I have a lot to learn about procrastination, as I discovered reading Adam Grant's fascinating article on procrastination vs. pre-crastination. I am a chronic pre-crastinator.
I'm learning to challenge my impulse to act immediately on something and get it done as quickly and breathlessly as possible. Instead, I'm practicing more waiting in my work -- or at least, trying to, often failing.
Stopping is hard for me. I think it's hard for a lot of us. We get caught in a busy trap: neither a creative, balanced, sustainable or even productive way to be, longterm, but a popular state of mind. Filling time and space with activity is an easy addiction. I've spent good time avoiding my emotions, relationships, problems, thoughts and life this way, in recent years, under the guise of accomplishment - or proving my worth through relentless doing.
As I read in Grant's article (read it!), some tests have shown higher levels of creativity in procrastinators. Pre-crastinators like me have this physiological need to start getting things done as fast as possible and finish as early as possible. This doesn't necessarily lead to better results, and often leads to more ordinary ideas. First thought isn't always best thought.
It's important to let life happen. Waiting allows for that. So does wandering. These magic Ws allow for discursive thinking, thinking on the backside of the brain. More evolved ideas emerge. When I practice art in this way -- making and then stopping and stepping away before returning -- the more I become the me I was at 12, 13, 14 years old in upstate New York.
Those days, I spent lots of time in nature in my own independent study. I was home-schooled then, and took advantage of that time to write, draw, read and play as much as I wanted, in between other learning. That me was more friendly toward making, and wasn't perfectionistic or frantic in her art. There was even a sense of laziness to her, which was inherently curious. I watched, observed, let my mind roam. That is the me I'm longing to return into.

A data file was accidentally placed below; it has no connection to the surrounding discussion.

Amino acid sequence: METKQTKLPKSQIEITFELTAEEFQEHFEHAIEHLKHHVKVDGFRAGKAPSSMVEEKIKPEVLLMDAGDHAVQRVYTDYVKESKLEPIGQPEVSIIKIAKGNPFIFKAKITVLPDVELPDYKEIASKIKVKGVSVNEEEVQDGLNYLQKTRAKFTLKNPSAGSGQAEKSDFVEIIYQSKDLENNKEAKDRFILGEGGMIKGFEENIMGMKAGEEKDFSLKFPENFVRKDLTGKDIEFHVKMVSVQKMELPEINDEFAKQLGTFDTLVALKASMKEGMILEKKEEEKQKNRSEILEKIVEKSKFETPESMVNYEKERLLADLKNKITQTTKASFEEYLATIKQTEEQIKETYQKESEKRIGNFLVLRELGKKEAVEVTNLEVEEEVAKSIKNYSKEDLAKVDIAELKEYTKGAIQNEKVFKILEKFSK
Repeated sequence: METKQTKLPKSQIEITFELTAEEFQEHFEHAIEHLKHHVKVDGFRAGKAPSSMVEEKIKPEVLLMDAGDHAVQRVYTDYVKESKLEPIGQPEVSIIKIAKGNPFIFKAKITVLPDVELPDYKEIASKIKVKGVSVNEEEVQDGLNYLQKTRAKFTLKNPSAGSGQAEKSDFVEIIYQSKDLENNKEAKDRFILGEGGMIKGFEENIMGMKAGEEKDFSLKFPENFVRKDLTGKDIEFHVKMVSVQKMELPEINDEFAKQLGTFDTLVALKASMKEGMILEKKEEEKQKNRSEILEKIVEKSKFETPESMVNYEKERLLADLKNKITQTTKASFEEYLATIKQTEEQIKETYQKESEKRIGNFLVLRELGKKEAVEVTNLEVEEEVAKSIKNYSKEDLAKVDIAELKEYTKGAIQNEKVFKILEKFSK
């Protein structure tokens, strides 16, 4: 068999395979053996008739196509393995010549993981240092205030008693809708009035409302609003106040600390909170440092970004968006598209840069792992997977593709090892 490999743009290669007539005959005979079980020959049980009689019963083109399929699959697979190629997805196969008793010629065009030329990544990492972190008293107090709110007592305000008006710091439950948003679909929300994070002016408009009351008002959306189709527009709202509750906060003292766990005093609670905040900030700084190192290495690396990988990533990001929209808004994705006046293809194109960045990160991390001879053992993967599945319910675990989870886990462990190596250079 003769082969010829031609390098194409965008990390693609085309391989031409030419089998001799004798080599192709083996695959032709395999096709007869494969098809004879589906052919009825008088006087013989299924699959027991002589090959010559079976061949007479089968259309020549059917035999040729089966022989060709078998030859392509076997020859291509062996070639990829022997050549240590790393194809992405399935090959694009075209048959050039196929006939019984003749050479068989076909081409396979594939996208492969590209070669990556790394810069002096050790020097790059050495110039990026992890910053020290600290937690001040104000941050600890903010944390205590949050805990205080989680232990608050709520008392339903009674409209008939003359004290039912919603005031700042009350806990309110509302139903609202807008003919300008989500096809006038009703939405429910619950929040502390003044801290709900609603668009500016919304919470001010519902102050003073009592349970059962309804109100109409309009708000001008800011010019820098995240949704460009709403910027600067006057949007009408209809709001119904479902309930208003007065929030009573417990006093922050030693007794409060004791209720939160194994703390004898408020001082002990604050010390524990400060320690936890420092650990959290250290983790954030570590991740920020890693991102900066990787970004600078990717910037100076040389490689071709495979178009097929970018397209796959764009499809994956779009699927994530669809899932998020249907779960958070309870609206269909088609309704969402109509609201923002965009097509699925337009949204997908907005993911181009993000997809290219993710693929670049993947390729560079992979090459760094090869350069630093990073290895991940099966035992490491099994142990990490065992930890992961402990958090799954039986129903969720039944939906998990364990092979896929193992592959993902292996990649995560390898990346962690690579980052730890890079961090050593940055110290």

She is my ideal. That girl who sat on logs, usually damp felled maples with their bark soft and crumbling off, sketched mallards and built gnome-houses in the woods beside our white barn on Mott Road. As an an adult, approaching 32, I have a lot to learn from her.
As much as a year of ease and joy, perhaps I can make 2016 a year of waiting and wandering. Anne Bluethenthal would be happy to hear about that, my professor who gently pushed me into assigned wandering last winter. I was desperate then, in my making. I didn't quite know that over-working was the thing keeping me treading choppy water while seconds from drowning. Clouded by this deceptive activity, I couldn't quite define what I was doing and I knew it was never enough.
So enough of that. I know I'm enough - or I know I need to know that. I don't need to prove myself to anyone. More and more, I'm actually believing the truths I want my friends and dear ones to hear.
Process notes on a work in progress. This page serves to invite you into the way I work, with intermittent posts to show you the hows and whys on the whats I make, as well as prompts and ideas I bring to certain workshops. There will also be some raw, rough content found in notebooks written years ago, which I would previously post on (I've decided to simplify, at least for the time being):